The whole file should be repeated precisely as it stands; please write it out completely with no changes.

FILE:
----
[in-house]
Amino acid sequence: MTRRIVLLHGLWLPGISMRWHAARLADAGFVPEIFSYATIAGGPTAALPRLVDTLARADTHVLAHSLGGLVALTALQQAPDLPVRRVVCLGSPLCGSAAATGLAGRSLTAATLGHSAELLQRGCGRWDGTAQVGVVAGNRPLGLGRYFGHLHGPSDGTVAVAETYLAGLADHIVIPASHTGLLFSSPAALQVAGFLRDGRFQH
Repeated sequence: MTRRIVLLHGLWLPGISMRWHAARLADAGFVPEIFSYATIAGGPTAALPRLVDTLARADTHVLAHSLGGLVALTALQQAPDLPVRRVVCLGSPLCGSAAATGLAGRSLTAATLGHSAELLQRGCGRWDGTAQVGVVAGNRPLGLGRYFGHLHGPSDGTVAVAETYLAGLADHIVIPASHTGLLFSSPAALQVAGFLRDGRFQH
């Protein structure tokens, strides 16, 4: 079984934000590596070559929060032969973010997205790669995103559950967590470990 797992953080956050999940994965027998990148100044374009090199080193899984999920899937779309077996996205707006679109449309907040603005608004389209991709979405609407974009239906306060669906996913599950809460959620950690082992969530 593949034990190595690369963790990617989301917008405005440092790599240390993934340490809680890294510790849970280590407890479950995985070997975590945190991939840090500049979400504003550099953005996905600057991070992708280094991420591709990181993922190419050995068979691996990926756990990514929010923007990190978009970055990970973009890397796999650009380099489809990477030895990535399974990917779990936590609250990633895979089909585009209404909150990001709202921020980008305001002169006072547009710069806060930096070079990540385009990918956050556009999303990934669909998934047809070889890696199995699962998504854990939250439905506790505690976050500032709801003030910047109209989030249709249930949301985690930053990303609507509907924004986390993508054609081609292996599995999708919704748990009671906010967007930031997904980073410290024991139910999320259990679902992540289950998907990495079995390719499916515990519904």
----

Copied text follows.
[in-house]
Amino acid sequence: MTRRIVLLHGLWLPGISMRWHAARLADAGFVPEIFSYATIAGGPTAALPRLVDTLARADTHVLAHSLGGLVALTALQQAPDLPVRRVVCLGSPLCGSAAATGLAGRSLTAATLGHSAELLQRGCGRWDGTAQVGVVAGNRPLGLGRYFGHLHGPSDGTVAVAETYLAGLADHIVIPASHTGLLFSSPAALQVAGFLRDGRFQH
Repeated sequence: MTRRIVLLHGLWLPGISMRWHAARLADAGFVPEIFSYATIAGGPTAALPRLVDTLARADTHVLAHSLGGLVALTALQQAPDLPVRRVVCLGSPLCGSAAATGLAGRSLTAATLGHSAELLQRGCGRWDGTAQVGVVAGNRPLGLGRYFGHLHGPSDGTVAVAETYLAGLADHIVIPASHTGLLFSSPAALQVAGFLRDGRFQH
């Protein structure tokens, strides 16, 4: 079984934000590596070559929060032969973010997205790669995103559950967590470990 797992953080956050999940994965027998990148100044374009090199080193899984999920899937779309077996996205707006679109449309907040603005608004389209991709979405609407974009239906306060669906996913599950809460959620950690082992969530 593949034990190595690369963790990617989301917008405005440092790599240390993934340490809680890294510790849970280590407890479950995985070997975590945190991939840090500049979400504003550099953005996905600057991070992708280094991420591709990181993922190419050995068979691996990926756990990514929010923007990190978009970055990970973009890397796999650009380099489809990477030895990535399974990917779990936590609250990633895979089909585009209404909150990001709202921020980008305001002169006072547009710069806060930096070079990540385009990918956050556009999303990934669909998934047809070889890696199995699962998504854990939250439905506790505690976050500032709801003030910047109209989030249709249930949301985690930053990303609507509907924004986390993508054609081609292996599995999708919704748990009671906010967007930031997904980073410290024991139910999320259990679902992540289950998907990495079995390719499916515990519904």